Results 1 to 10 of 482

Thread: Making Ubuntu Fast using RAM (updated and simplified)

Threaded View

  1. #8
    Join Date
    May 2008
    Edmonton, Canada

    Re: Making Ubuntu Insanely Fast using RAM (updated and simplified)

    Quote Originally Posted by yesrno View Post
    Hmmm so I tried your script out, but at some point it was asking me to choose between 3 options - where to store the home folder. So I entered a 2, which would be for choosing a disk manually, but when I entered 2 the scripts started doing all kinds of things and at one point I saw it copying my home folder to somewhere (?) and then I saw it was trying to copy all my VM disks and I canceled the script . I ran the un-installer and it says it's un-installed but when I run the script again, it says the only option is to un-uninstall !
    Thanks for your feedback. I'll take a look. A few things could help me out though, if you don't mind:

    1. What OS did you run this script on? 10.04? 10.10?
    2. What is the layout of your filesystems on the OS you ran it on? Is your /home on the same partition as your '/'?
    3. How far did the script get in asking you questions before it started to copy your /home after you chose to enter the device manually? Normally, after you choose 2, it will ask which device you want to use for /home. It will then verify that the device is valid, make sure it's empty (or ask you to empty it if it finds files on it), it will format it, and it will copy your current /home to that device. So copying the files you have in your old /home to the new device is done by design in order for you to have access to your old /home in the RAM Session. There would be a problem with the script if it somehow jumped the gun and as soon as you hit option 2, it started to copy your /home to a device you haven't chosen yet. Are you saying this is what happened? If so, where did the files get copied to?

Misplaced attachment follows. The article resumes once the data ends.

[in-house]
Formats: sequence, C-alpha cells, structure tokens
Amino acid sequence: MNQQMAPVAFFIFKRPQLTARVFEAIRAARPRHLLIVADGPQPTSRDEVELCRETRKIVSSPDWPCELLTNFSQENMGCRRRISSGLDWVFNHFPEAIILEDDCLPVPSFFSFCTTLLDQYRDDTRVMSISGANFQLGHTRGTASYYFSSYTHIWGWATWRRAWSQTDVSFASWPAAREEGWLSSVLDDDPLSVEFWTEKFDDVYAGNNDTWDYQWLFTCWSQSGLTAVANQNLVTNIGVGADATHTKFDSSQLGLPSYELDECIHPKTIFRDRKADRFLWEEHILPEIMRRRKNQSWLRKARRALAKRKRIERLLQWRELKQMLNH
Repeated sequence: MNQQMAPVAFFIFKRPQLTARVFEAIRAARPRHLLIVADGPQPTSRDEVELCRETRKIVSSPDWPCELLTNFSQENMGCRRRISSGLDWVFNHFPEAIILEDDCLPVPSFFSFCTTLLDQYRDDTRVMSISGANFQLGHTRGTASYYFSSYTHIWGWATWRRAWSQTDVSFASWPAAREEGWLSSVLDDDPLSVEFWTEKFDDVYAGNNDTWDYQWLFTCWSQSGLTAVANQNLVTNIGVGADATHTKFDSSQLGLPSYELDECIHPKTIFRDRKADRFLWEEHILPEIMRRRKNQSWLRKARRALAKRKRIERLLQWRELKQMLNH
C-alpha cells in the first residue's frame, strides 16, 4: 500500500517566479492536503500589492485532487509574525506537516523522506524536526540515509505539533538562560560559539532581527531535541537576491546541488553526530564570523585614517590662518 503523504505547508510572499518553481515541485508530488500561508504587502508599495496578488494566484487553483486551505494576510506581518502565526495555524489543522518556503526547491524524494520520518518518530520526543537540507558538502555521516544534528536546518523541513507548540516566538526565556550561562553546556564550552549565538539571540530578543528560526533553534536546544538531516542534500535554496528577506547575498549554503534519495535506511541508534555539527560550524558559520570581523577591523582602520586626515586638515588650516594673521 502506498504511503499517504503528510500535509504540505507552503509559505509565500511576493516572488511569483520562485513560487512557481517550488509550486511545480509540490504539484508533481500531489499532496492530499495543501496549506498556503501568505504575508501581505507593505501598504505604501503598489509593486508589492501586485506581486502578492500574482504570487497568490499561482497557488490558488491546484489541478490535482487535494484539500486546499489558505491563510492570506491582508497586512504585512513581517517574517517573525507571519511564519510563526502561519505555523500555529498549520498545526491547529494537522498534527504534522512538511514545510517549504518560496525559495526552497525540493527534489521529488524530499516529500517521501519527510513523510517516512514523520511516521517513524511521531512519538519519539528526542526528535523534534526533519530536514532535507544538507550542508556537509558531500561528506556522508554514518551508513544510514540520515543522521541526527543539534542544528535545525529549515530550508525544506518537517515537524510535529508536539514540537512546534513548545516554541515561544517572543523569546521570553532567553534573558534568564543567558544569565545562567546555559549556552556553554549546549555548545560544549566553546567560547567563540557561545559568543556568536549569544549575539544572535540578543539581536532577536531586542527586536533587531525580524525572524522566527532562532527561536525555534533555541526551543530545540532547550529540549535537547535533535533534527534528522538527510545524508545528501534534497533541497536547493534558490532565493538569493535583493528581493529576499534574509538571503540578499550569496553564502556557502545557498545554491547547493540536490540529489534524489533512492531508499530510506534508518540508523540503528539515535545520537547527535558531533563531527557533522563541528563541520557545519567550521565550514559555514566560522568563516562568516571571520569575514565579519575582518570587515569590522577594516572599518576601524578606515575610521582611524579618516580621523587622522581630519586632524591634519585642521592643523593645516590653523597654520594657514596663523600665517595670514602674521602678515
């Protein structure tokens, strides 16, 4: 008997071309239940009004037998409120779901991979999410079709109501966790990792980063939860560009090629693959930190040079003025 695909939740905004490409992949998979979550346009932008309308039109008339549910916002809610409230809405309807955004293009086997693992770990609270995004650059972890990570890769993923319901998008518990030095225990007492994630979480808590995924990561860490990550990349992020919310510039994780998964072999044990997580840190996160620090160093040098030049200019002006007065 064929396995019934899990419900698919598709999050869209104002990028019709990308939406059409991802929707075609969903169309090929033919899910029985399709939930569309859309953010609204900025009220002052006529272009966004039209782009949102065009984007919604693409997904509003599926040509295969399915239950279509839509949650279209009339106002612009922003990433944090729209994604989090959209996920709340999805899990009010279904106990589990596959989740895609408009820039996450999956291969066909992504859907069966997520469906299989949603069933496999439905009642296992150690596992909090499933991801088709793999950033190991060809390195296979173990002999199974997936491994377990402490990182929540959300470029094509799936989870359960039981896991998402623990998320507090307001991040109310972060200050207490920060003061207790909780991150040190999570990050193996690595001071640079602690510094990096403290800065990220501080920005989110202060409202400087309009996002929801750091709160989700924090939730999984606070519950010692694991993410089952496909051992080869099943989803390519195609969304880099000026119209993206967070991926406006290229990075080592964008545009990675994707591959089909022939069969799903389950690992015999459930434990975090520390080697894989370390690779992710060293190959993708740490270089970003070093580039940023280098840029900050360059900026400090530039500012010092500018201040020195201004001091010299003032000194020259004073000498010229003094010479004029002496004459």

As for the uninstall not working, that is incredibly strange. The way the script determines if it ran before is a file called /Original_OS. When the script runs normally, it makes sure the file doesn't exist before it continues. If it doesn't, the script keeps running and this file is created. When the script is launched again, it checks for the file again, but this time when it finds it, it tells you that the script ran before, and asks if you want to uninstall. The uninstall function removes the /Original_OS file (along with anything else the script may have done). The uninstall function is one of the simplest functions within the entire script, and looking at it now, I don't see where I could have messed it up. Does the /Original_OS file exist on your original OS? If it does, run " --uninstall" and check again. Is it not being removed? The line within the uninstall function that removes that file is "sudo rm -f /Original_OS", which means it's removing it as root. That means it should pretty much never fail. Are you sure you didn't just run the script as " --uninstall" again?
    Last edited by terminator14; December 7th, 2010 at 09:45 PM.


Posting Permissions

  • You may not post new threads
  • You may not post replies
  • You may not post attachments
  • You may not edit your posts